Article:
There are about $20 billion worth of bitcoins already in circulation.
A recent World Economic Forum report estimated that by 2027, as much as 10 percent of the entire global GDP could be stored via blockchain, the technology underpinning bitcoin and other cryptocurrencies.
There are signs that cryptocurrencies could one day dominate, rather than merely “disrupt,” financial service institutions. (A quick primer: blockchain is a decentralized digital ledger for record financial transactions, or anything of value. Bitcoin is a digital payment system that can be implemented via a blockchain.)
Countries such as Switzerland, Singapore and Estonia are moving to develop frameworks to accommodate blockchain-related tech, and are eager to become hubs for new waves of business financing.
South Korea amended a law allowing fintech companies to offer bitcoin international transfer services. Among other things, that will allow fintech companies to compete with traditional banks, with quicker and cheaper money transferring services. While a traditional bank might charge a 5 or 6% fee and take two to three days to transfer money overseas, a Bitcoin remittance service provider might charge only 1% and mere minutes for the transfer to take place.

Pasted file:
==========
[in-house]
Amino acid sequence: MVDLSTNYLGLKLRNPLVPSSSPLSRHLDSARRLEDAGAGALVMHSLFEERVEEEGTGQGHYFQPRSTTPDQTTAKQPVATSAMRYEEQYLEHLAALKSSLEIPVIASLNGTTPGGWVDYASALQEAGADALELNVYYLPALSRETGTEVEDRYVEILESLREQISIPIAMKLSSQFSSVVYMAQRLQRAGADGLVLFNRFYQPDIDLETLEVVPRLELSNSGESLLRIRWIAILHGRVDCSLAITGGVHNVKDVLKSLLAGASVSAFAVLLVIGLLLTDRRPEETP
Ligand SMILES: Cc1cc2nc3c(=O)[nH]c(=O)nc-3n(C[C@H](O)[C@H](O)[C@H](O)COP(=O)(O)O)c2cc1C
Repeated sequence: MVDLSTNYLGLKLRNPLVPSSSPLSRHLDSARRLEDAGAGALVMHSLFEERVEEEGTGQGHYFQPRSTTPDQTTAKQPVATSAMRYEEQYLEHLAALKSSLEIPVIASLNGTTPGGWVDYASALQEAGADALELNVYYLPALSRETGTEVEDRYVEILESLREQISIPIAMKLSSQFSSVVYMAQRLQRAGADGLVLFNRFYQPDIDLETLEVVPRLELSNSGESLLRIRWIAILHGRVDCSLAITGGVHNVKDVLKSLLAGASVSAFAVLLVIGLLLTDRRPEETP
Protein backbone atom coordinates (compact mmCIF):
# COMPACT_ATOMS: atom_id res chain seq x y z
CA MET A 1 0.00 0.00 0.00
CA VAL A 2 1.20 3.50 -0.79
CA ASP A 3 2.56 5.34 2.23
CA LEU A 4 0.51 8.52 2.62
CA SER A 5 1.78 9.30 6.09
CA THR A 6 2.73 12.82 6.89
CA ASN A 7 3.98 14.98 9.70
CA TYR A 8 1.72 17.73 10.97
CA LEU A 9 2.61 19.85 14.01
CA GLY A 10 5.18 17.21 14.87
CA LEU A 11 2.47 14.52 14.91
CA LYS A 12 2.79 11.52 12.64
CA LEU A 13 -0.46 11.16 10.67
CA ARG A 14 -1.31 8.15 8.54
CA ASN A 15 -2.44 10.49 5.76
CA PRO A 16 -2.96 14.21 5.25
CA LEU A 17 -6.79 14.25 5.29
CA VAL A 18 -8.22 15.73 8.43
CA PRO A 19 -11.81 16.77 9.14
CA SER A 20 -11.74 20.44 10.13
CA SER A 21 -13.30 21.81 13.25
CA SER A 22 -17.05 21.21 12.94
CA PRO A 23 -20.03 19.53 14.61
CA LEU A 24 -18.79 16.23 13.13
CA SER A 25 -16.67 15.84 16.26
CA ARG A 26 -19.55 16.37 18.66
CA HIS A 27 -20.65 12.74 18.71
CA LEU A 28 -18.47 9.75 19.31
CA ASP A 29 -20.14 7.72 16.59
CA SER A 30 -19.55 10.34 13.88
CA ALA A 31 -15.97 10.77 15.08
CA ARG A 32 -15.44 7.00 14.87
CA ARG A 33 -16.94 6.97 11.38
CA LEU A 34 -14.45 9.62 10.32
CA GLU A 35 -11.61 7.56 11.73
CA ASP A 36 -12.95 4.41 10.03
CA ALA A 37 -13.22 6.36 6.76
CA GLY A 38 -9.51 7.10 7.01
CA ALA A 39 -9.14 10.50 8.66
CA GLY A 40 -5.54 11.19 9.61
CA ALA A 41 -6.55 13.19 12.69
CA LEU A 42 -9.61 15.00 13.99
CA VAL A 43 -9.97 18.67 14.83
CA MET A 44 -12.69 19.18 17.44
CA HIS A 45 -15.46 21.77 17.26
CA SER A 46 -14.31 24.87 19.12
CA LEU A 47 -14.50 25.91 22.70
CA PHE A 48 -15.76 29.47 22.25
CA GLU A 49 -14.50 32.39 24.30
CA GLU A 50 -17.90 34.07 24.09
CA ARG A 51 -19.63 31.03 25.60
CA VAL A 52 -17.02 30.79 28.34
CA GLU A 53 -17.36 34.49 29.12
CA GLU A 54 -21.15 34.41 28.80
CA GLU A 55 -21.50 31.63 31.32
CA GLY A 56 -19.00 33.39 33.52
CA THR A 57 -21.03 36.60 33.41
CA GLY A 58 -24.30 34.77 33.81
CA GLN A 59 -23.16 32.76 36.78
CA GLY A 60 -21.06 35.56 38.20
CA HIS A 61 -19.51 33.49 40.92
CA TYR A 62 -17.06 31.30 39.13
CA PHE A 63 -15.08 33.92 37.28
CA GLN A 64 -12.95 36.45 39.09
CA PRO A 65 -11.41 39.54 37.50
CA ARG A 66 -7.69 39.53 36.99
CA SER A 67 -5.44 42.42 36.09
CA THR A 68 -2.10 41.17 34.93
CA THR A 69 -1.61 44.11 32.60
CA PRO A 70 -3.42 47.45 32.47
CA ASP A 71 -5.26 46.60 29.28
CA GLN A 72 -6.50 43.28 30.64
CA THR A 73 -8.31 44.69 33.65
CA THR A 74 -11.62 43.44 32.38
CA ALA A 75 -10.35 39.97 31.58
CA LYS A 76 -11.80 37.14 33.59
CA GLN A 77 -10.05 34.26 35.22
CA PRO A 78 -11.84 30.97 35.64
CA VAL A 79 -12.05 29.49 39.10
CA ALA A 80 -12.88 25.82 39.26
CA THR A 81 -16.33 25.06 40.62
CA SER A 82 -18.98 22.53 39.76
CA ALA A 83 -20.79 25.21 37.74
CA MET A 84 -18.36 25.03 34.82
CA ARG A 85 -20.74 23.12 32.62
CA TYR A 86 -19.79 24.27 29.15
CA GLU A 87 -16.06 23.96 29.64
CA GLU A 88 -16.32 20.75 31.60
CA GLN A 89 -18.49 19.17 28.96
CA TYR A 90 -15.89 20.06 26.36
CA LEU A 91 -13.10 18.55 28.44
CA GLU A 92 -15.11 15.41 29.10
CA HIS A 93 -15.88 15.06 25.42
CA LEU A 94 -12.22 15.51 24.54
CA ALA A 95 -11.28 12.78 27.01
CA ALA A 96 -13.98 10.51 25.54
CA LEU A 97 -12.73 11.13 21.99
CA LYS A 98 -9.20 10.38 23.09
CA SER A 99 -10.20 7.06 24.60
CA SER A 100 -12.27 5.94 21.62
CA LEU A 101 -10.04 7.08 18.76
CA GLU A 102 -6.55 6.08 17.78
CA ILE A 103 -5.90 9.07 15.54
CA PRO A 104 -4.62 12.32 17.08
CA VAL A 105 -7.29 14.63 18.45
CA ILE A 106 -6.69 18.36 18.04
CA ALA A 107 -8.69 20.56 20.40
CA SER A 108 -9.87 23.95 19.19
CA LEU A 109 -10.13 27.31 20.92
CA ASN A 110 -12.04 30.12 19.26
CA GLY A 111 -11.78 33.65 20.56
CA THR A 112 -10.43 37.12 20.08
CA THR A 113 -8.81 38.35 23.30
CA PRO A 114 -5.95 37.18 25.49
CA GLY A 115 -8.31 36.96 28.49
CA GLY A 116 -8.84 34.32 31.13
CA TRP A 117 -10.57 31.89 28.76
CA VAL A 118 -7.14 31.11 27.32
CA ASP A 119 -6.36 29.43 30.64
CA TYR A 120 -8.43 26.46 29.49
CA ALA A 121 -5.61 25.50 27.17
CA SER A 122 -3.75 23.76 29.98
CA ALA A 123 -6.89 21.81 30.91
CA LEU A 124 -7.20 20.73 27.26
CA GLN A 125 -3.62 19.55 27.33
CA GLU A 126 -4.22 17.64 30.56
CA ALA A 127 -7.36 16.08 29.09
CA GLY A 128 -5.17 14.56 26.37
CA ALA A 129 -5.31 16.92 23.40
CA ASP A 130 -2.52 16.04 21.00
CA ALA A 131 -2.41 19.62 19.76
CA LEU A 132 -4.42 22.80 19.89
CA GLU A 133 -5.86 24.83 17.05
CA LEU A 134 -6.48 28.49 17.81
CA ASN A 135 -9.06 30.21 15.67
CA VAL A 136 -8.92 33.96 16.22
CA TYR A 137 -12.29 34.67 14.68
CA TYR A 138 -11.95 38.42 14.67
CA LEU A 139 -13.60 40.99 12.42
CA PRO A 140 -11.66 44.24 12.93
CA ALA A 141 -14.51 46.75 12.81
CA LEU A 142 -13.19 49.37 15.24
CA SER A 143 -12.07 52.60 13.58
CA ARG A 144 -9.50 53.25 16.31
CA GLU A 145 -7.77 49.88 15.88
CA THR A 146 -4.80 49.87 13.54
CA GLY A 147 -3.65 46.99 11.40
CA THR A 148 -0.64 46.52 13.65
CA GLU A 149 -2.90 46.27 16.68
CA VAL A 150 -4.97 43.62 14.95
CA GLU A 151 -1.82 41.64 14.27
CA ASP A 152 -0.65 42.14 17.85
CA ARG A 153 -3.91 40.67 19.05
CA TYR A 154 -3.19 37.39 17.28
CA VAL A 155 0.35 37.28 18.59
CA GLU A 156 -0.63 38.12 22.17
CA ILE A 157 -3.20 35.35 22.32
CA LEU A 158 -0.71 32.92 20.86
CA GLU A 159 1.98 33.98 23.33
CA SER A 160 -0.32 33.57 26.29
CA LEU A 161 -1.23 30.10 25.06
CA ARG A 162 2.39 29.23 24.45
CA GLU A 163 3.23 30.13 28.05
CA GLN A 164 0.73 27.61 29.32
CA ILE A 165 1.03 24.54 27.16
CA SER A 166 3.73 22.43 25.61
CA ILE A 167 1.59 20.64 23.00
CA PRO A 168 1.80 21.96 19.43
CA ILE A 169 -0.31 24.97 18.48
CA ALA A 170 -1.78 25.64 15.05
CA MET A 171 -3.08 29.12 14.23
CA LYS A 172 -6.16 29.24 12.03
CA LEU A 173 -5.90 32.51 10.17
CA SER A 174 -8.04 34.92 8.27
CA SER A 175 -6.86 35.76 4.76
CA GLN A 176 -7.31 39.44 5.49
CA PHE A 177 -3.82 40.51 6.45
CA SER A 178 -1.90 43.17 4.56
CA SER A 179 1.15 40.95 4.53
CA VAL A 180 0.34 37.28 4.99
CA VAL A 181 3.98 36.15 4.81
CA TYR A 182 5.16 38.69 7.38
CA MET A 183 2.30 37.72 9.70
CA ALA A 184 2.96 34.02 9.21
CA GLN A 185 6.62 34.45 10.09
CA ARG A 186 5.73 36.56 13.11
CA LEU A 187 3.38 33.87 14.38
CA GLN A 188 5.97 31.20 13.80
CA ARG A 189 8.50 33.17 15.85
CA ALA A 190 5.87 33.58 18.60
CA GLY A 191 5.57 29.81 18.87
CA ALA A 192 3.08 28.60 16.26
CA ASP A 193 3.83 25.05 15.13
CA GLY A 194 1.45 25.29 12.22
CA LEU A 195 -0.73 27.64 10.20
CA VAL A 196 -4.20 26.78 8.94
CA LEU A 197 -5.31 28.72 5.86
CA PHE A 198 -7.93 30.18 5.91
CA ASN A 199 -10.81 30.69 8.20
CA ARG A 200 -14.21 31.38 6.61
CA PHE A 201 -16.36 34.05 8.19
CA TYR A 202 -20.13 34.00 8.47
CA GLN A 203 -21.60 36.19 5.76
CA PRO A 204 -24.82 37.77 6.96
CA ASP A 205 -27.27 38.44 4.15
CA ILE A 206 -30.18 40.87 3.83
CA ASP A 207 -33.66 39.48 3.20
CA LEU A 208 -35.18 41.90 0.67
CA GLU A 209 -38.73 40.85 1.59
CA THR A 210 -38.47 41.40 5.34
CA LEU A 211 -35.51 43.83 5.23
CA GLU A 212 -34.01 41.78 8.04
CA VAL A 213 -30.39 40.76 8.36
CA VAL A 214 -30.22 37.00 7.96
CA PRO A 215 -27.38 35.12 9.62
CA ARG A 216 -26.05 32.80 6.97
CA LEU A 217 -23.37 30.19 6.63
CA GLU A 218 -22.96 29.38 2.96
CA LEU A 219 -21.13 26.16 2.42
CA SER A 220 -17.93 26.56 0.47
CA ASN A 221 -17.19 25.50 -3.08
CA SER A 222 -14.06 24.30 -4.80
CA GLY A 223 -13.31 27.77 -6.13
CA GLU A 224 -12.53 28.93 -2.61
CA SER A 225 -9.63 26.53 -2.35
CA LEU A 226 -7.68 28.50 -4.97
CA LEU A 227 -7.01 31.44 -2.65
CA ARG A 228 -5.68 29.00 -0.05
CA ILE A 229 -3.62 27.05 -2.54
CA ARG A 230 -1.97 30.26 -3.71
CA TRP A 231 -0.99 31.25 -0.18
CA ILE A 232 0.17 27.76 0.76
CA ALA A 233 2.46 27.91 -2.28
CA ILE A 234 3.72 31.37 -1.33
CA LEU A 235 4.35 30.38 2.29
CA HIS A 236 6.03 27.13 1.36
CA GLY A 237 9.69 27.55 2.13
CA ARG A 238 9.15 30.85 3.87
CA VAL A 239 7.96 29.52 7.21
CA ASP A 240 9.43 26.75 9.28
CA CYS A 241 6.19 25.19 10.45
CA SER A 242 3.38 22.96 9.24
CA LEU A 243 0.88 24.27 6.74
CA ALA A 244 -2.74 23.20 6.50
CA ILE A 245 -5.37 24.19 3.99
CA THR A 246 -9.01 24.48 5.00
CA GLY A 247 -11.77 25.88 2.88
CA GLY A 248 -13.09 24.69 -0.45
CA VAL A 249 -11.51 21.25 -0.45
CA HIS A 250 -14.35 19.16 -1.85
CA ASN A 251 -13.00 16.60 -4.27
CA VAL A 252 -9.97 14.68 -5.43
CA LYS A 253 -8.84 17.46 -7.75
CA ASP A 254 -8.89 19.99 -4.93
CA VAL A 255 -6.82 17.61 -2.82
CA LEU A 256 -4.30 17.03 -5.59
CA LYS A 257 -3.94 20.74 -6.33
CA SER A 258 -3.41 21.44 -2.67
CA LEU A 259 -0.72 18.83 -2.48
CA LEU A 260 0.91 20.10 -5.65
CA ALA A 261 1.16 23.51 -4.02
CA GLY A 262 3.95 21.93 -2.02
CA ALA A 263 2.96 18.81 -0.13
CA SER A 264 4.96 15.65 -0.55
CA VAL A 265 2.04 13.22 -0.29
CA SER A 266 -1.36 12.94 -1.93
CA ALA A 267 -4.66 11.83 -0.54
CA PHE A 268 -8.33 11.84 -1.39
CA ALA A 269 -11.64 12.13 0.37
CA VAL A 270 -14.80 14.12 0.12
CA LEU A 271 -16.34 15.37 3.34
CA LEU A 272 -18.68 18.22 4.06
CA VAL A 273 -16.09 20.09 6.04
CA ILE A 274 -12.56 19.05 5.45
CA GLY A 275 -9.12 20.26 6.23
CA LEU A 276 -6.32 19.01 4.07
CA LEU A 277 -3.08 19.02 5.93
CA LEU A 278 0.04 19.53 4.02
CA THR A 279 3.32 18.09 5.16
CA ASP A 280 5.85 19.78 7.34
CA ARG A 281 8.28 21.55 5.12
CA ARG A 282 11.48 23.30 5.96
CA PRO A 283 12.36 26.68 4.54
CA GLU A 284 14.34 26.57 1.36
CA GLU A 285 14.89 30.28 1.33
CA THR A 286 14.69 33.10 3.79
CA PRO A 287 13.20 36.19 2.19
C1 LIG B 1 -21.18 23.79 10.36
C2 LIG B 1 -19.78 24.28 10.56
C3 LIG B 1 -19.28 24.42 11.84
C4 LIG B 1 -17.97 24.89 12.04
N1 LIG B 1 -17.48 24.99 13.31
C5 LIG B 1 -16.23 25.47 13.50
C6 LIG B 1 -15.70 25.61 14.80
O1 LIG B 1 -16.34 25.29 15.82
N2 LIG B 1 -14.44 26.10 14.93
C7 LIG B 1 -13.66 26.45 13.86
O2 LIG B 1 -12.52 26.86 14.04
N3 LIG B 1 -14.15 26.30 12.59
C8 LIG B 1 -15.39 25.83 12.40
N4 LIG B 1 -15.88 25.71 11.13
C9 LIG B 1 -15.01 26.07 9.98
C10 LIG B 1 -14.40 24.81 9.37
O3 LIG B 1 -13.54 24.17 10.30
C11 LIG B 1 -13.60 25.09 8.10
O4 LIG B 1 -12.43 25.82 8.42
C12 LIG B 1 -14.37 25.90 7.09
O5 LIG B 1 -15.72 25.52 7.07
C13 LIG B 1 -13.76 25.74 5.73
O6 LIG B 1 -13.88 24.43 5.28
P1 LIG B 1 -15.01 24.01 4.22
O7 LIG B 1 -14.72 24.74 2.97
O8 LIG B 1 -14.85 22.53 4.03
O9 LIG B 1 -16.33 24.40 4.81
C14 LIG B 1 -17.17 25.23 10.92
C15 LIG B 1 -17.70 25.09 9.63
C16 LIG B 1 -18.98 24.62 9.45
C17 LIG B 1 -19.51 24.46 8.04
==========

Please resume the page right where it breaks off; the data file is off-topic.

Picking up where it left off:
Other Asian countries are already in the game. Thailand’s Siam Commercial Bank, in collaboration with Japan’s SBI Remit, just started using Ripple to power real-time remittance payments between the two countries. “We are experiencing the third era of money,” said Galia Benartzi, the CEO of Particle Code, at this week’s Nexus Summit in New York.
“The first was natural — gold, salt. The second came from government. And now in the third era, money is coming from people.”